* But if her conduct previous to the commission of the crime thus deeply criminates Mary Stuart, what must we think of her proceedings after its perpetration? Her behaviour, both as a wife and a queen, render her guilt all the more flagrant, because far from avenging the husband upon whom she had so recently lavished her hypocritical caresses, she rewarded his murderer, and eventually married him.'-Ibid. vol. i. p. 273.

• Having thus established her guilt so entirely to his own and others' satisfaction, we must show our readers what is the occasion M. Mignet chooses for a burst of admiration for this wicked queen. We somewhat purposely anticipate the course of events, that our readers may not be tempted to the very common error, that distance of time softens unrepented sin ; that is, that a criminal without an act of repentance is, in fact, by the mere passage of time, in some sort cleansed from his crime. We do not believe that M. Mignet could have expressed himself as he does in the following passage, had the scene he describes taken place within a week of Darnley's murder, instead of after a lapse of two years of deserved misfortune; and if, instead of some chapters' change of subject, he had had to proceed to the recording of it before the ink of the last sentence was dry or the page turned over. When Mary took refuge in England, and was detained by Elizabeth, the charge of murdering her husband was brought against her by her own subjects, who supported the charge by producing the letters in the silver casket. Many hard words are applied to Elizabeth, for pressing for a direct answer; for urging Mary, in fact, to defend herself from the charge, giving her the choice of three separate modes of doing so.

• Mary declined this insidious request. She would not condescend to appear as the accused party. Adroit and courageous, sometimes perplexed but never cast down, she now displayed all the resources of her mind and all the energy of her character. After having tried every means to prevent the publication of the documents which criminated her; after having had recourse to the skilful maneuvres of Lethington and the prudent counsels of Norfolk; after having once offered to abdicate, and frequently to forgive, even when she was most grievously offended-she now stood up with all the dignity of a queen, and proved herself as bold as she had previously appeared accommodating. Instead of defending herself, she attacked Murray. On the 19th of December she wrote to her Commissioners : “ Forasmuch as the Earl of Murray and his adherents our rebellious subjects, have added unto their pretended excuses, produced by them for colouring of their horrible crimes and offences committed against us their sovereign lady and mistress, the charge that, as the Earl of Bothwell was the principal executor of the murder committed on the person of Harry Stuart our late husband, so we knew, counselled, devised, persuaded, and commanded the said murder,—they have falsely, treacherously, and wickedly lied; maliciously imputing to us a crime of which themselves were authors and inventors, and some of them even executors." Repelling the charge of having impeded the proceedings of justice against Darnley's murderers, and of having given her consent beforehand to her marriage of Both well, she alluded with consummate ability and eloquence to the danger to which the lords declared that she had exposed her son: [she had in fact wished to give him into Bothwell's hands.] “ That calumny,” she pathetically observed, “should suffice for proof of all the rest. The natural love of a mother towards her bairn confounds them; but in the malice and impiety of their hearts, they judge others by their own affection."'-Ibid. vol. ii. p. 53.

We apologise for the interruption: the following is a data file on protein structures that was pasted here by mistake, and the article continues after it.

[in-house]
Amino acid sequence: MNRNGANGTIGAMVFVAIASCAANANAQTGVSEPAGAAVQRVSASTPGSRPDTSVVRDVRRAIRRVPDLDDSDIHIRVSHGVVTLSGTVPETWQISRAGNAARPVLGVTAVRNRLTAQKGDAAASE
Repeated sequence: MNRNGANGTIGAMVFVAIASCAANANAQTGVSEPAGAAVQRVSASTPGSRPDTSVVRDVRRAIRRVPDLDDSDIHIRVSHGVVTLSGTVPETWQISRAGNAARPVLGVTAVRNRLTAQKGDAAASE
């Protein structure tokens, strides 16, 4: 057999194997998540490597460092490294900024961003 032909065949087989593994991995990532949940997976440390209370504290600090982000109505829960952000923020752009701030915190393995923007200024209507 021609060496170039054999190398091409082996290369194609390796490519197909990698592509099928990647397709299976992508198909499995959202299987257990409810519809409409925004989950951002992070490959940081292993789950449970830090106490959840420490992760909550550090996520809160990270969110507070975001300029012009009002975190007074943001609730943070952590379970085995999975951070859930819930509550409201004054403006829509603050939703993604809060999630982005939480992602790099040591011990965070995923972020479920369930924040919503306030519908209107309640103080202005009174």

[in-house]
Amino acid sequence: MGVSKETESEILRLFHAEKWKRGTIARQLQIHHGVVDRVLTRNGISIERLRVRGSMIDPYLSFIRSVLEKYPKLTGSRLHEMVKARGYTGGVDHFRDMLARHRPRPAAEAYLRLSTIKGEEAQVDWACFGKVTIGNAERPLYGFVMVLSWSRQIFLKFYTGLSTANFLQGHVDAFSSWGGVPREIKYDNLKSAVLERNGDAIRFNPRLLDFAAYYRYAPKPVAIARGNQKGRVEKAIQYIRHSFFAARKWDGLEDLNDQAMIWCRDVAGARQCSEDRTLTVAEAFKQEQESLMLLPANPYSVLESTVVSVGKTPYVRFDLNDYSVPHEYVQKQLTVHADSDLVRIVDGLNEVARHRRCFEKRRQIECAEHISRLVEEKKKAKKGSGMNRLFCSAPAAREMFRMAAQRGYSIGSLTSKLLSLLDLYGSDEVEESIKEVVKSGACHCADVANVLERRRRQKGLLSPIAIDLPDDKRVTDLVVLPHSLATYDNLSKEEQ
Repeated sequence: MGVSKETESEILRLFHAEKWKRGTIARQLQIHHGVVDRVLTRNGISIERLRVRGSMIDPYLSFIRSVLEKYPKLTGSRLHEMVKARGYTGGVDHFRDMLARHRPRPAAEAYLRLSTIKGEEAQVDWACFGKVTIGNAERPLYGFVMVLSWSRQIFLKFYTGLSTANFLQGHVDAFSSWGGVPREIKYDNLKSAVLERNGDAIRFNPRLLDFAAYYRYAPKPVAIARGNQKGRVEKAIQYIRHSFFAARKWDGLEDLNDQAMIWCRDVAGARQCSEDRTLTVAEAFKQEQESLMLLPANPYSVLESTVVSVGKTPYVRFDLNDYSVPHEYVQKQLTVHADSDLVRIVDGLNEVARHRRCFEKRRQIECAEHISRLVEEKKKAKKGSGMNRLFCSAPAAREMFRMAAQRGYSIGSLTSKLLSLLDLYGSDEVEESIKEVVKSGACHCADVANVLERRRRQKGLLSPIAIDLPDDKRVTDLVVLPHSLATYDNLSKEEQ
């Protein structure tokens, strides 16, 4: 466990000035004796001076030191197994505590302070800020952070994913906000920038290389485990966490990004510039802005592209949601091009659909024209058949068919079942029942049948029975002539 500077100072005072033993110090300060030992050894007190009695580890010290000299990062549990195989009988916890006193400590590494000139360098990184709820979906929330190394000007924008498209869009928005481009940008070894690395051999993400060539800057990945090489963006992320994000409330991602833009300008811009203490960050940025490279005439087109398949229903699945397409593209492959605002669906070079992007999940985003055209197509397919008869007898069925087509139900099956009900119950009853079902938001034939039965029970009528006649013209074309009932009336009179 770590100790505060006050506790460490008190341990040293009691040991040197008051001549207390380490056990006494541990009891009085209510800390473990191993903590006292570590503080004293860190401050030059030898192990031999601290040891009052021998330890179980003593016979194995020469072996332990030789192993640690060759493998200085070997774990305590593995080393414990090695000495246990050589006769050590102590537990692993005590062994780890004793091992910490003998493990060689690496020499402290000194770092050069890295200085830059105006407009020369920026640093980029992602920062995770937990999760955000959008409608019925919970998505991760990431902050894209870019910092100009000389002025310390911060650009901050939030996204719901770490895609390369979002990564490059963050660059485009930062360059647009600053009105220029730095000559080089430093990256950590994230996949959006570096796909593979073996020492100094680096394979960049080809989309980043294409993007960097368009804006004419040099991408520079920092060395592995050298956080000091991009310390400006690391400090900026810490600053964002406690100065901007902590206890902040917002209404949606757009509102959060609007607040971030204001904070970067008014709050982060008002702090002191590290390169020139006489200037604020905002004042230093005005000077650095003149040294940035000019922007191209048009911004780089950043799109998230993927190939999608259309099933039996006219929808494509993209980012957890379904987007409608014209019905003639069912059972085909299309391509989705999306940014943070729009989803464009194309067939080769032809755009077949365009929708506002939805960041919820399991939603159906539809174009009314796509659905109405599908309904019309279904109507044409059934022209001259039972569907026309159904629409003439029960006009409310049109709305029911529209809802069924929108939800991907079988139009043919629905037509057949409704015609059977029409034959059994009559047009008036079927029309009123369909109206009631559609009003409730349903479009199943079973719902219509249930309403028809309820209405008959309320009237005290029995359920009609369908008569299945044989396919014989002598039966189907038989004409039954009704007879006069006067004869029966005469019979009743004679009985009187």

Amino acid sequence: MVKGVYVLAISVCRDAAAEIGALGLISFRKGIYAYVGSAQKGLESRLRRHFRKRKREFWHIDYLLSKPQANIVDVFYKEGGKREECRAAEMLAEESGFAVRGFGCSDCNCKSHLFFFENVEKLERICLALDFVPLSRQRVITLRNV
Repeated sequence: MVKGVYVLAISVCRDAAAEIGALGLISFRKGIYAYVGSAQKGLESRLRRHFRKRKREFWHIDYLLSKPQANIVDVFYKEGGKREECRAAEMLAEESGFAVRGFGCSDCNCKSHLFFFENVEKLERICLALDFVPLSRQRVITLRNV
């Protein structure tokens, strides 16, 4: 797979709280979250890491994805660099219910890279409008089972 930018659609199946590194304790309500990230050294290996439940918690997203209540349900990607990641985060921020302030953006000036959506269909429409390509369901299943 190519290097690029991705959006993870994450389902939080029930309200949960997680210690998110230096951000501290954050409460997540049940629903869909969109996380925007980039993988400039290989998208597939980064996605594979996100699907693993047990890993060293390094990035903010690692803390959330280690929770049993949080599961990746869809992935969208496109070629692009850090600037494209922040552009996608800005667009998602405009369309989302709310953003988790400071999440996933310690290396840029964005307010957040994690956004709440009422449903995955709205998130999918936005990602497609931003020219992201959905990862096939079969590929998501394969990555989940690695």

For our own part, so far are we from sharing in M. Mignet's admiration of this unparalleled audacity, that we find ourselves on the contrary responding in a way we could not have anticipated, to Knox's denunciations of the course and character of this woman; his language is strong, we do not defend a subject for using such language towards her who once at least was his sovereign ; but our readers shall judge if it is not in most points deserved. It is from one of his sermons:

I am further accused, that I speak of their sovereign (mine she is not) as that she were reprobate, affirming that she cannot repent; thereto I answer, that the accuser is a calumniator and a manifest liar, for he is never able to prove that at any time I have said that she could not repent; but I have said, and yet say, that pride and repentance abide not in one heart of any long continuance. ... What I have spoken against the adultery, against the murders, against the pride, and against the idolatry of that wicked woman, I spake not as one that entered into God's secret counsel, but being one, of God's great mercy, called to preach according to His blessed will revealed in His Holy Word, I have oftener than once pronounced the threatenings of His law against such as have been of counsel, knowledge, assistance, or consent, that innocent blood should be shed.'Tytler, vol. vii. p. 287.